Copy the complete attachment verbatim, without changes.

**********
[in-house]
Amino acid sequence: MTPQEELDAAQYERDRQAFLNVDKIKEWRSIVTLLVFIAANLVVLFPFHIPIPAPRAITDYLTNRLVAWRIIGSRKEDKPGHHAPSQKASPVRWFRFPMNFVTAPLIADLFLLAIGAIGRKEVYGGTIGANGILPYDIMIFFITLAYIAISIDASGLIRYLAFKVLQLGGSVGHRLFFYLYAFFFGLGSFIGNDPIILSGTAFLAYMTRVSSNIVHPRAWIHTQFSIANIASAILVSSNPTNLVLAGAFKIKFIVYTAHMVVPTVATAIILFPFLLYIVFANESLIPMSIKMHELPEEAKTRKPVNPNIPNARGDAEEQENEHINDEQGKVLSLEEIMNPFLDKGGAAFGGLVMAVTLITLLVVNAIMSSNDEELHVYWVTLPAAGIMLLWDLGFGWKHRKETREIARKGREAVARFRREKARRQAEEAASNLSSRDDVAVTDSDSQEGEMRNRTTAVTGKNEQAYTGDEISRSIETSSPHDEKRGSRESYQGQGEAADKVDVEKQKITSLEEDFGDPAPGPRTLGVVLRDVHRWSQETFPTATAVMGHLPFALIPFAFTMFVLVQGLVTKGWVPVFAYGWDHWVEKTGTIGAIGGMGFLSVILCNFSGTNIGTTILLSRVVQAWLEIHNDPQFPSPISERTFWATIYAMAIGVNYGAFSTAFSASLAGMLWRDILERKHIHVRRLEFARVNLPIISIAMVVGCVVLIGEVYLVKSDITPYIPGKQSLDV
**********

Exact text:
[in-house]
Amino acid sequence: MTPQEELDAAQYERDRQAFLNVDKIKEWRSIVTLLVFIAANLVVLFPFHIPIPAPRAITDYLTNRLVAWRIIGSRKEDKPGHHAPSQKASPVRWFRFPMNFVTAPLIADLFLLAIGAIGRKEVYGGTIGANGILPYDIMIFFITLAYIAISIDASGLIRYLAFKVLQLGGSVGHRLFFYLYAFFFGLGSFIGNDPIILSGTAFLAYMTRVSSNIVHPRAWIHTQFSIANIASAILVSSNPTNLVLAGAFKIKFIVYTAHMVVPTVATAIILFPFLLYIVFANESLIPMSIKMHELPEEAKTRKPVNPNIPNARGDAEEQENEHINDEQGKVLSLEEIMNPFLDKGGAAFGGLVMAVTLITLLVVNAIMSSNDEELHVYWVTLPAAGIMLLWDLGFGWKHRKETREIARKGREAVARFRREKARRQAEEAASNLSSRDDVAVTDSDSQEGEMRNRTTAVTGKNEQAYTGDEISRSIETSSPHDEKRGSRESYQGQGEAADKVDVEKQKITSLEEDFGDPAPGPRTLGVVLRDVHRWSQETFPTATAVMGHLPFALIPFAFTMFVLVQGLVTKGWVPVFAYGWDHWVEKTGTIGAIGGMGFLSVILCNFSGTNIGTTILLSRVVQAWLEIHNDPQFPSPISERTFWATIYAMAIGVNYGAFSTAFSASLAGMLWRDILERKHIHVRRLEFARVNLPIISIAMVVGCVVLIGEVYLVKSDITPYIPGKQSLDV